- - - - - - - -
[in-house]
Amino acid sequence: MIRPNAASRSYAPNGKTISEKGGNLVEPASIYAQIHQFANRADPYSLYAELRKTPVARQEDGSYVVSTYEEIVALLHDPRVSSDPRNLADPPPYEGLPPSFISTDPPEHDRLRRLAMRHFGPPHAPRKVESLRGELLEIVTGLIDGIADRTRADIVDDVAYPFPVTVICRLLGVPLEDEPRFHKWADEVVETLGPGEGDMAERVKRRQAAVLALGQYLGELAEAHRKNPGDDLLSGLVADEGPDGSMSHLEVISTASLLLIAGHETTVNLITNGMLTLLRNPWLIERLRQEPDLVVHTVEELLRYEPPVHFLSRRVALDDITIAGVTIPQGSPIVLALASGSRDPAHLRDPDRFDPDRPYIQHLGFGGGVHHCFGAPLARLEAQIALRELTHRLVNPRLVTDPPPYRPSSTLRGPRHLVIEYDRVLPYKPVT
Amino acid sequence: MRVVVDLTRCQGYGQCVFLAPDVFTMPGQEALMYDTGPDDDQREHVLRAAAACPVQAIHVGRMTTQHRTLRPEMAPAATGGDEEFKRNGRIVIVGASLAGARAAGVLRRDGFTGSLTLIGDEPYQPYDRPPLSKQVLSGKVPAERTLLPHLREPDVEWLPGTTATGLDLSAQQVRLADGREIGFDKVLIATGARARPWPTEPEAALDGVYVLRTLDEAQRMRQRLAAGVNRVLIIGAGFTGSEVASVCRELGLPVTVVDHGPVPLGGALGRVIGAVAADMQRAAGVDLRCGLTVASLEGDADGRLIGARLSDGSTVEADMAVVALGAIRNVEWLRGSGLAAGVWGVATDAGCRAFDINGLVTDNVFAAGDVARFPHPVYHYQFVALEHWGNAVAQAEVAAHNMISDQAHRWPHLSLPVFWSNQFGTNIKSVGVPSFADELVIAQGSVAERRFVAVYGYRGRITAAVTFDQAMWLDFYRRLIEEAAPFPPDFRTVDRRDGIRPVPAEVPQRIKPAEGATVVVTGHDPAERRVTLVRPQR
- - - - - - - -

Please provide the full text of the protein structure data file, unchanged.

[in-house]
Amino acid sequence: MIRPNAASRSYAPNGKTISEKGGNLVEPASIYAQIHQFANRADPYSLYAELRKTPVARQEDGSYVVSTYEEIVALLHDPRVSSDPRNLADPPPYEGLPPSFISTDPPEHDRLRRLAMRHFGPPHAPRKVESLRGELLEIVTGLIDGIADRTRADIVDDVAYPFPVTVICRLLGVPLEDEPRFHKWADEVVETLGPGEGDMAERVKRRQAAVLALGQYLGELAEAHRKNPGDDLLSGLVADEGPDGSMSHLEVISTASLLLIAGHETTVNLITNGMLTLLRNPWLIERLRQEPDLVVHTVEELLRYEPPVHFLSRRVALDDITIAGVTIPQGSPIVLALASGSRDPAHLRDPDRFDPDRPYIQHLGFGGGVHHCFGAPLARLEAQIALRELTHRLVNPRLVTDPPPYRPSSTLRGPRHLVIEYDRVLPYKPVT
Amino acid sequence: MRVVVDLTRCQGYGQCVFLAPDVFTMPGQEALMYDTGPDDDQREHVLRAAAACPVQAIHVGRMTTQHRTLRPEMAPAATGGDEEFKRNGRIVIVGASLAGARAAGVLRRDGFTGSLTLIGDEPYQPYDRPPLSKQVLSGKVPAERTLLPHLREPDVEWLPGTTATGLDLSAQQVRLADGREIGFDKVLIATGARARPWPTEPEAALDGVYVLRTLDEAQRMRQRLAAGVNRVLIIGAGFTGSEVASVCRELGLPVTVVDHGPVPLGGALGRVIGAVAADMQRAAGVDLRCGLTVASLEGDADGRLIGARLSDGSTVEADMAVVALGAIRNVEWLRGSGLAAGVWGVATDAGCRAFDINGLVTDNVFAAGDVARFPHPVYHYQFVALEHWGNAVAQAEVAAHNMISDQAHRWPHLSLPVFWSNQFGTNIKSVGVPSFADELVIAQGSVAERRFVAVYGYRGRITAAVTFDQAMWLDFYRRLIEEAAPFPPDFRTVDRRDGIRPVPAEVPQRIKPAEGATVVVTGHDPAERRVTLVRPQR